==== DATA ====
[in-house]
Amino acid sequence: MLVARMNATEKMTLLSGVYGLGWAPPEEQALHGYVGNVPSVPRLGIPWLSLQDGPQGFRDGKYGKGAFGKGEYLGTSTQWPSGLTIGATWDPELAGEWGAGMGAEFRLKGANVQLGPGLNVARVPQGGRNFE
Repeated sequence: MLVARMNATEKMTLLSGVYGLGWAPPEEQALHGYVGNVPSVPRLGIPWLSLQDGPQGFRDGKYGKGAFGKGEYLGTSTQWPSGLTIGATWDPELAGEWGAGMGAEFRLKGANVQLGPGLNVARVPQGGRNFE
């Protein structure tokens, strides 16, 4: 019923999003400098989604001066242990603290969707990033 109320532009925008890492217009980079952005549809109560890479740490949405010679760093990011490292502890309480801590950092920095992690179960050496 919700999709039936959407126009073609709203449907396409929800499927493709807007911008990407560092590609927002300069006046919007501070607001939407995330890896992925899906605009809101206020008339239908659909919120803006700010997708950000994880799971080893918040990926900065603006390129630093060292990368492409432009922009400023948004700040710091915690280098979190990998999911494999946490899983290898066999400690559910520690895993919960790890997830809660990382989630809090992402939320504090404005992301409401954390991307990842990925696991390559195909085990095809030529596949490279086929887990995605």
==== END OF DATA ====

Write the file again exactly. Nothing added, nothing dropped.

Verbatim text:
[in-house]
Amino acid sequence: MLVARMNATEKMTLLSGVYGLGWAPPEEQALHGYVGNVPSVPRLGIPWLSLQDGPQGFRDGKYGKGAFGKGEYLGTSTQWPSGLTIGATWDPELAGEWGAGMGAEFRLKGANVQLGPGLNVARVPQGGRNFE
Repeated sequence: MLVARMNATEKMTLLSGVYGLGWAPPEEQALHGYVGNVPSVPRLGIPWLSLQDGPQGFRDGKYGKGAFGKGEYLGTSTQWPSGLTIGATWDPELAGEWGAGMGAEFRLKGANVQLGPGLNVARVPQGGRNFE
């Protein structure tokens, strides 16, 4: 019923999003400098989604001066242990603290969707990033 109320532009925008890492217009980079952005549809109560890479740490949405010679760093990011490292502890309480801590950092920095992690179960050496 919700999709039936959407126009073609709203449907396409929800499927493709807007911008990407560092590609927002300069006046919007501070607001939407995330890896992925899906605009809101206020008339239908659909919120803006700010997708950000994880799971080893918040990926900065603006390129630093060292990368492409432009922009400023948004700040710091915690280098979190990998999911494999946490899983290898066999400690559910520690895993919960790890997830809660990382989630809090992402939320504090404005992301409401954390991307990842990925696991390559195909085990095809030529596949490279086929887990995605």